Right? That's just helping you once [00:26:00] you've tried to figure that out. But that initial point of what do I want? What do I want to achieve? And. Having that personal department that's there to help you have that, I think is a great idea. Like I worked for a gang company. One of my first ever jobs was a gang company, and they had like therapists come in, they had maus, you know, they had all these type of things that I just took when I was very young.
It was like all these exciting things that you, perks and stuff. But I, as I got older, you start to realize that there's probably a good benefit to having these things there because happy people. Stay longer. Right. And a lot of They do better work. Yeah. And they do better work. And as we're learning more and more over the years is that mental health is a big part of that.
And I think coaching and therapy and all of this stuff is all aspects, I think that companies, especially large companies, need to definitely have in their repertoire, whether that's they have people or they hide them in so, That would lead me to the, the same thing of like having this [00:27:00] mindset. Do you think that having this management approach will help with employee engagement and retainment and stuff like that?
Cause we're seeing a lot, like I've, oh definitely. I and a few others have definitely seen a high turnover of people in various companies. Um, it
Kevin Ball (KBall): definitely does because I think, well, I mean, you've heard the phrase people don't leave companies. They leave managers. Yeah. And I think there's a lot of truth to that.
And one of the. The biggest things that people want from a manager is feedback and help with their growth. They want to know this person is helping them advance in their career and has their best interests in mind. And I think there are many practices you can do to improve that. But the first thing in line there is a perspective shift of I as a manager, at least part of my job is.
Understanding how this person wants to grow. Mm-hmm. And helping them achieve that. Mm-hmm.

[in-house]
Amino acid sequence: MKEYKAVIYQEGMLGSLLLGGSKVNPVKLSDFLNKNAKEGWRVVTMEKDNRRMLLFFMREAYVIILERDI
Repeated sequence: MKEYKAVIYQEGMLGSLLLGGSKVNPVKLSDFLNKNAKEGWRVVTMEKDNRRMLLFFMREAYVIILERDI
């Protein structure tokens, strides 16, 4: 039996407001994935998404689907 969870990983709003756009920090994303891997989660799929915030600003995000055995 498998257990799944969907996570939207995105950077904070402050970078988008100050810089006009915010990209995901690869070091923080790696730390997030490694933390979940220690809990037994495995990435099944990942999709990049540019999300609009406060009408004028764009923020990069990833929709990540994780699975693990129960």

Aaron Rackley: Let me throw Saint a bit, side words in that [00:28:00] sense. Then. So obviously if you go back, I know, 20, 30 years, right? We'd just go, you'd have people that have a career, lifers, right? They'd go 30 years in the same company until they get the gold what, or whatever they, they get in different countries.
But these days people tend to jump around a lot more. And I've seen many articles online trying to understand why this is right. And I don't think anyone really has the answer. Um, there's people saying it's because, you know, people are not happy, but what is happiness? Right? That's the important part. But I think a lot of companies are afraid to help people grow cuz they'll leave.
I'm wondering if there's an aspect of this that's like, we shouldn't be afraid of that. If people grow and get better and leave, hopefully we'll attract someone else that's on a different place. Or we need to adapt our company to be able to. Have what they need or you know, I dunno, I dunno what a question is,
Kevin Ball (KBall): but I think there are a couple of aspects of this.
Yeah. So one is I think we do need to think about how we can continually create [00:29:00] opportunities for growth mo uh, within our company, right? Mm-hmm. Somebody wants to learn and improve. How do we create opportunities? And sometimes that. Doesn't necessarily have to mean a brand new official title or role.
Mm-hmm. Someone who wants to work on their leadership skills. You can have them leave lead, for example, a cross team initiative. Mm-hmm. I had someone who wanted to eventually become a manager, and the thing we were working with is he was working with someone on a counterpart team to help I figure out how to improve relationships across our teams.
Mm-hmm. It's leadership activity, it's understanding a lot of relationships and people and all these things that go into becoming a manager. Without, we didn't have a management role available for him, but this was still helping him grow on that path. Now, I do think there is something, uh, broader here, which is to think about, and, and this isn't growth focused, but like relationship focused work.
Mm-hmm. Our relationships, our careers last a lot longer than any individual job does [00:30:00] today. Mm-hmm. And. If we have someone's best intentions in mind, that helps maintain that relationship over time. And at some point in the future, you may need what they have now to offer. So I think we as individuals, and to some extent as companies as well, need to think about these longer term relationships.